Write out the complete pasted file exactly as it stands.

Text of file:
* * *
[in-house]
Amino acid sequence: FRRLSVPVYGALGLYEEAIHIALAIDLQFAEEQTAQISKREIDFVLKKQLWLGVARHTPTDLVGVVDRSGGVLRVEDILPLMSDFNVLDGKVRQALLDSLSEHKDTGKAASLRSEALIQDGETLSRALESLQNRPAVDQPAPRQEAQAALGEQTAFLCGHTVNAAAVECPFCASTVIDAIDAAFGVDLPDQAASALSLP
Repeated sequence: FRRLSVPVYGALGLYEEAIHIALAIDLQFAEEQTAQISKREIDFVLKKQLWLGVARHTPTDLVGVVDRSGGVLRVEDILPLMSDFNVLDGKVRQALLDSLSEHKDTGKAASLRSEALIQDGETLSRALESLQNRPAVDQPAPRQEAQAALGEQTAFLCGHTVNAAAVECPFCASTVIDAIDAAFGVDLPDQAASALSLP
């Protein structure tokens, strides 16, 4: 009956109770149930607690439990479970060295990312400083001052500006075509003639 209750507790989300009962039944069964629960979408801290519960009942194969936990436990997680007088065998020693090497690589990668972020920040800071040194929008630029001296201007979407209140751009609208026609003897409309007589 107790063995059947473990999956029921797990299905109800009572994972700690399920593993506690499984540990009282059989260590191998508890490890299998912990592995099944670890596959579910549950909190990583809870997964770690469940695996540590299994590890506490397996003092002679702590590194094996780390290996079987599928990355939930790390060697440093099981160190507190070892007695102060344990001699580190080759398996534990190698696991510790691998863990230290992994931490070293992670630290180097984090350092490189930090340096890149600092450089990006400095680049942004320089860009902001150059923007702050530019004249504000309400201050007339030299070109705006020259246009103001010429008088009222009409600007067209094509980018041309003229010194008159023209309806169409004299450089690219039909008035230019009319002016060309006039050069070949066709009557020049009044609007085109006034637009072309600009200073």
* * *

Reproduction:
[in-house]
Amino acid sequence: FRRLSVPVYGALGLYEEAIHIALAIDLQFAEEQTAQISKREIDFVLKKQLWLGVARHTPTDLVGVVDRSGGVLRVEDILPLMSDFNVLDGKVRQALLDSLSEHKDTGKAASLRSEALIQDGETLSRALESLQNRPAVDQPAPRQEAQAALGEQTAFLCGHTVNAAAVECPFCASTVIDAIDAAFGVDLPDQAASALSLP
Repeated sequence: FRRLSVPVYGALGLYEEAIHIALAIDLQFAEEQTAQISKREIDFVLKKQLWLGVARHTPTDLVGVVDRSGGVLRVEDILPLMSDFNVLDGKVRQALLDSLSEHKDTGKAASLRSEALIQDGETLSRALESLQNRPAVDQPAPRQEAQAALGEQTAFLCGHTVNAAAVECPFCASTVIDAIDAAFGVDLPDQAASALSLP
């Protein structure tokens, strides 16, 4: 009956109770149930607690439990479970060295990312400083001052500006075509003639 209750507790989300009962039944069964629960979408801290519960009942194969936990436990997680007088065998020693090497690589990668972020920040800071040194929008630029001296201007979407209140751009609208026609003897409309007589 107790063995059947473990999956029921797990299905109800009572994972700690399920593993506690499984540990009282059989260590191998508890490890299998912990592995099944670890596959579910549950909190990583809870997964770690469940695996540590299994590890506490397996003092002679702590590194094996780390290996079987599928990355939930790390060697440093099981160190507190070892007695102060344990001699580190080759398996534990190698696991510790691998863990230290992994931490070293992670630290180097984090350092490189930090340096890149600092450089990006400095680049942004320089860009902001150059923007702050530019004249504000309400201050007339030299070109705006020259246009103001010429008088009222009409600007067209094509980018041309003229010194008159023209309806169409004299450089690219039909008035230019009319002016060309006039050069070949066709009557020049009044609007085109006034637009072309600009200073």